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Comment Re:READY OR NOT IS NOT THE ISSUE!!! (Score 1) 2219

Not just 6 digit IDs.

I've just had a look at the beta, and it's a bit bizarre. Pointless huge images. Lot more redundant white-space. No comment links. UIDs are not shown. The comment posting box is missing "Post anonymously". There doesn't seem to be any benefit to the redesign. It very much smacks of change merely for the sake of change, which is not good.

Comment Re:Secret meetings: (Score 4, Informative) 364

Note that this is taking place under the auspices of the Council of European Union, i.e. directly at the behest of the member state governments. The document mentions "Remote Stopping" just once:

Remote Stopping Vehicles
Cars on the run have proven to be dangerous for citizens. Criminal offenders (from robbery to a
simple theft) will take risks to escape after a crime. In most cases the police are unable to chase
the criminal due to the lack of efficient means to stop the vehicle safely. This project starts with the
knowledge that insufficient technology tools are available to be used as part of a proportionate
response. This project will work on a technological solution that can be a “build in standard” for all
cars that enter the European market.

So there's nothing agreed, there's nothing that is going to be imposed. The technology doesn't even exist. All they're doing is they're going to look to see what they could develop. Once they've done that, that doesn't mean it will be imposed. This working group doesn't have that power. If the public doesn't like it, the *member state* politicians (not EU politicians!) who make the decisions at the Council of the EU level would not put it forward. Even if these *state* politicians *did* want to impose this, they'd still need the agreement of the European Parliament (with its directly elected MEPs). The EP can delay and even block legislation (though, that requires a super-majority, ultimately).

tl;dr: the Dailymail are, as usual, blowing out their arse and making shit up about what's happening at the EU.

Comment Re:if you know how a polygraph works... (Score 1) 197

Polygraphs are unreliable generally in scientific tests, regardless of whether subjects know anything about how to circumvent them, for the simple reason that polygraphs are a load of bull.

The only way they produce reliable information is where the subject volunteers it, out of fear the polygraph actually works, or desire to please the interrogator.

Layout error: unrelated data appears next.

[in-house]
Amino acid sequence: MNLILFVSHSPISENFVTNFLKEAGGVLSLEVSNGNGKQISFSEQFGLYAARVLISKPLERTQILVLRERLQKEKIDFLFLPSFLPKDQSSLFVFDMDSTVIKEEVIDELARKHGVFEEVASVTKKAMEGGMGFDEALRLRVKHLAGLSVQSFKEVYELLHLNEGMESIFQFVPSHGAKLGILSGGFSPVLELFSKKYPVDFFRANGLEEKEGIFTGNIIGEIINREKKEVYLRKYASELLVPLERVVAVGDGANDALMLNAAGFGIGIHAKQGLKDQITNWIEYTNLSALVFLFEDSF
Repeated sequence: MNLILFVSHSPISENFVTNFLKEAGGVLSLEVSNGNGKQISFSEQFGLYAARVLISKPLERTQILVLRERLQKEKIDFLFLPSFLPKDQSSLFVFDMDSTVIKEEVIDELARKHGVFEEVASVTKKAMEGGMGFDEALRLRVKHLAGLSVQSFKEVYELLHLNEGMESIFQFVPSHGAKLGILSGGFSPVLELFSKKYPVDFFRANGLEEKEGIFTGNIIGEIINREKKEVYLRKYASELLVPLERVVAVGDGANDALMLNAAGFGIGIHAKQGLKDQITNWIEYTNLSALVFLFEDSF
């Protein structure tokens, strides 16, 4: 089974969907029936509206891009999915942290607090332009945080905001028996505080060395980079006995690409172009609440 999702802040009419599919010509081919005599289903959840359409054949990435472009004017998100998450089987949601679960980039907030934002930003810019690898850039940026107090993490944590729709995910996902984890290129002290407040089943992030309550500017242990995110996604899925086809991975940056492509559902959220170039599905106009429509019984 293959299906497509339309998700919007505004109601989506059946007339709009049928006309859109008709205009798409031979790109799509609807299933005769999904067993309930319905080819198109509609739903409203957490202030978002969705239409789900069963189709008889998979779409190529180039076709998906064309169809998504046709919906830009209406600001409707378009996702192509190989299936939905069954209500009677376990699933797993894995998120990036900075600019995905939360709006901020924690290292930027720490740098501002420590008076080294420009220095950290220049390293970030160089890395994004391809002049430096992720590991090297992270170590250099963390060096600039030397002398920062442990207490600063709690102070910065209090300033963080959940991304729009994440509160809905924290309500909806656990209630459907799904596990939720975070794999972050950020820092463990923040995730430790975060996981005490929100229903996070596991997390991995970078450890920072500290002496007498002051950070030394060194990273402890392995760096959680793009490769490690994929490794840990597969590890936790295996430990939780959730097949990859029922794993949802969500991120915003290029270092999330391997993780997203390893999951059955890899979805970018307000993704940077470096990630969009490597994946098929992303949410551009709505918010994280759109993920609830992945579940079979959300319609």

Comment Re:Total Obedience is Required ! (Score 1) 197

FWIW, Chinese state TV is running news stories at the moment about the mass surveillance programmes that operate in the West. The Chinese state generally seems weaker in influence, than Western states like the US, UK, etc. Also, given that the US gaols a far greater number of its population than China, or pretty much any other country in the world, a random Chinese resident has a much better chance of being free than a US resident. To call the USA the land of the free smacks mildly of Orwellian double-think.

(Note: There are a good number of things I admire about the US, and things I don't).

Comment Dailymail story on EU: Guaranteed to be wrong (Score 4, Informative) 364

Dear Slashdot,

You've posted a story from the Dailymail that has the form "EU wants to do outrageous thing!". The Dailymail has a long track record of:

a) Hating the EU.

b) Printing utter falsehoods about supposed plans "the EU" has, at least in their headlines and leading text.

E.g., a previous instance, which I complained to the PCC about (who turn out to be toothless and/or cowards): .

Please do not feed the Dailymail troll.

Comment Re:The article makes this an intriguing issue (Score 2) 197

The lie detector test is based on ignorance. Teaching people how to pass it amounts to telling them the scientific truth about the polygraph's efficacy: It has none, so don't worry about it, and don't volunteer information.

If it's a crime to tell the truth about pseudo-scientific quackery, then we're fucked.

Comment Re:Not the quantum mechanical multiverse (Score 1) 458

would particles have formed differently, or at all?

Many different outcomes are possible. It's not due to "energy vibrating at different frequencies" - energy does that anyway, every color of visible light you see is energy vibrating at a different frequency, for example. But during an event like the Big Bang, properties of the universe that we observe as constants or laws today could have turned out differently.

Victor Stenger describes it as follows near the end of his 1990 paper The Universe: the ultimate free lunch:

Rather than representing order, symmetry principles actually correspond to a state of high disorder; they describe situations where no particular axis is preferred and thus a system has no structure. Order is not symmetry - order is broken symmetry. It occurs as the result of a phase transition from more symmetric but less orderly states, as with the freezing of a cloud of water vapour into a six-pointed snow-flake. Force laws result from broken symmetry.